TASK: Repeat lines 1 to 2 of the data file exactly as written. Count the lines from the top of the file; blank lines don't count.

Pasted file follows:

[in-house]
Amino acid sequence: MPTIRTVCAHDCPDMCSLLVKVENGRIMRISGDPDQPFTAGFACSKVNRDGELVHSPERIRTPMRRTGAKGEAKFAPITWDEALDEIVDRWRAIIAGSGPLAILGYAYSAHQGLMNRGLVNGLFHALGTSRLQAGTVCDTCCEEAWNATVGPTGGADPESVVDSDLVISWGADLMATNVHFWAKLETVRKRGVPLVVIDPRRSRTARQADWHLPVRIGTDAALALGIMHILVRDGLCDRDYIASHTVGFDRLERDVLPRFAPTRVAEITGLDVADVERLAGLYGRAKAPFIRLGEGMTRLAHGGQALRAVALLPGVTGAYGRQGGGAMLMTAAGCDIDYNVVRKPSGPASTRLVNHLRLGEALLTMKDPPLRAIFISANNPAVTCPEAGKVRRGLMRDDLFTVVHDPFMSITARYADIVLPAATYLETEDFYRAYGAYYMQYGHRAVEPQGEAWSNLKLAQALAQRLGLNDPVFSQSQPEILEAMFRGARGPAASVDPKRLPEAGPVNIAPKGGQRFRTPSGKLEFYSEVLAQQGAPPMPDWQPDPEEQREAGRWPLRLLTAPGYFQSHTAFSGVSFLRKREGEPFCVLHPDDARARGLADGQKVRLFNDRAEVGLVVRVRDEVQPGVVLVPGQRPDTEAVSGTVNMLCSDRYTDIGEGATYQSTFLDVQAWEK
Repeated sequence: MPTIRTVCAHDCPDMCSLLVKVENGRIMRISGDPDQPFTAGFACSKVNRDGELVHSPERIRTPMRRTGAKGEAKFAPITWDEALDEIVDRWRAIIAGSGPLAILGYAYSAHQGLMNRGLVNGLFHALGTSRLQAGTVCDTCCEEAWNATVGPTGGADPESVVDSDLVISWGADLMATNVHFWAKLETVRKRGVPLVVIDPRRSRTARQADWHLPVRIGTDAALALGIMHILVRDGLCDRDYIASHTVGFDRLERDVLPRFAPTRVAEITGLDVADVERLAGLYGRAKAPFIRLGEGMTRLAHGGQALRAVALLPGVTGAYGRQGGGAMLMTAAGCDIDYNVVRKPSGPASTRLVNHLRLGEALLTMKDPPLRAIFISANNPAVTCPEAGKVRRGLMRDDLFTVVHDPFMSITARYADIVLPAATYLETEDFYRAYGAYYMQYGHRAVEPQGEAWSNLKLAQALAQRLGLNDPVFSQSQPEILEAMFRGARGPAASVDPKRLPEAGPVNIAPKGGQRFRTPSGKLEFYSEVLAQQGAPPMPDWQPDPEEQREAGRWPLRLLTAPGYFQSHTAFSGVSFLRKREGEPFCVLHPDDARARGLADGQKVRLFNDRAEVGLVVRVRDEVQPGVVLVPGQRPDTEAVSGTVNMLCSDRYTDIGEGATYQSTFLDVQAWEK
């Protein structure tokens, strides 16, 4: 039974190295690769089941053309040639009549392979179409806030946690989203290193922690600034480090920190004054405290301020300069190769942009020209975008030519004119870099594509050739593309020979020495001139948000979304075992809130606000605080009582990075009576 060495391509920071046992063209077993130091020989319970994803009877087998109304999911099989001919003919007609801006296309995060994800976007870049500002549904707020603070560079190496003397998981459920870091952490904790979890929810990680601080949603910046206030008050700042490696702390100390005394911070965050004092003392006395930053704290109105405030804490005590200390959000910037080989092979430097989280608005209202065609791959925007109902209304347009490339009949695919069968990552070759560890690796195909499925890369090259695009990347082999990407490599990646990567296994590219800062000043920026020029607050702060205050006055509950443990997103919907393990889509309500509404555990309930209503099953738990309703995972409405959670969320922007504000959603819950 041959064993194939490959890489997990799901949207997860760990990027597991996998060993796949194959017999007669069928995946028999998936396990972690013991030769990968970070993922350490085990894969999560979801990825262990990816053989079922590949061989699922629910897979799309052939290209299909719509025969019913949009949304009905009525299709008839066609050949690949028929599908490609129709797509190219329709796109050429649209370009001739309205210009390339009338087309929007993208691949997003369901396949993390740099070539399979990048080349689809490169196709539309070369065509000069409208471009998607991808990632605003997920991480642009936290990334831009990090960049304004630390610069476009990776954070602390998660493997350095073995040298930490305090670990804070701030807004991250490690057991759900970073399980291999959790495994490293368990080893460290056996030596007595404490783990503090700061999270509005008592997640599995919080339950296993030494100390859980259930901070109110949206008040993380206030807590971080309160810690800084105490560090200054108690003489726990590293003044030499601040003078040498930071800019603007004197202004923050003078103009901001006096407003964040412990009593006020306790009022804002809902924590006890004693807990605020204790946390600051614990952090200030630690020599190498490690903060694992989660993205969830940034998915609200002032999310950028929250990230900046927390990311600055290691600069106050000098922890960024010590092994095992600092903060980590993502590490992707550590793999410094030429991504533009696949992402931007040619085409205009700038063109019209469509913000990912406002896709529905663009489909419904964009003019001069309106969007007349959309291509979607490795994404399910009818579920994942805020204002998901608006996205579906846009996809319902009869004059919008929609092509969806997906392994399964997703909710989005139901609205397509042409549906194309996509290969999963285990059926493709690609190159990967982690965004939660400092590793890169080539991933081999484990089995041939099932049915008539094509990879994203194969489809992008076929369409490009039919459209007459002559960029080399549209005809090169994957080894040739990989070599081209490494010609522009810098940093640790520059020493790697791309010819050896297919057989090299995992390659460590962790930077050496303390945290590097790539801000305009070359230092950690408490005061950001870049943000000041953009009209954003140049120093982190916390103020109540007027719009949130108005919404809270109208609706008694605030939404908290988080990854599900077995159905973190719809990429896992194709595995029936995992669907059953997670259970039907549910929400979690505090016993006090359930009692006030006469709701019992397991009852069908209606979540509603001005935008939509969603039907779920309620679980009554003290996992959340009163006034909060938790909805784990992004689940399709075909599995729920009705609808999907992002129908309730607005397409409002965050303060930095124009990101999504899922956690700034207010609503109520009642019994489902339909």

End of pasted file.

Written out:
[in-house]
Amino acid sequence: MPTIRTVCAHDCPDMCSLLVKVENGRIMRISGDPDQPFTAGFACSKVNRDGELVHSPERIRTPMRRTGAKGEAKFAPITWDEALDEIVDRWRAIIAGSGPLAILGYAYSAHQGLMNRGLVNGLFHALGTSRLQAGTVCDTCCEEAWNATVGPTGGADPESVVDSDLVISWGADLMATNVHFWAKLETVRKRGVPLVVIDPRRSRTARQADWHLPVRIGTDAALALGIMHILVRDGLCDRDYIASHTVGFDRLERDVLPRFAPTRVAEITGLDVADVERLAGLYGRAKAPFIRLGEGMTRLAHGGQALRAVALLPGVTGAYGRQGGGAMLMTAAGCDIDYNVVRKPSGPASTRLVNHLRLGEALLTMKDPPLRAIFISANNPAVTCPEAGKVRRGLMRDDLFTVVHDPFMSITARYADIVLPAATYLETEDFYRAYGAYYMQYGHRAVEPQGEAWSNLKLAQALAQRLGLNDPVFSQSQPEILEAMFRGARGPAASVDPKRLPEAGPVNIAPKGGQRFRTPSGKLEFYSEVLAQQGAPPMPDWQPDPEEQREAGRWPLRLLTAPGYFQSHTAFSGVSFLRKREGEPFCVLHPDDARARGLADGQKVRLFNDRAEVGLVVRVRDEVQPGVVLVPGQRPDTEAVSGTVNMLCSDRYTDIGEGATYQSTFLDVQAWEK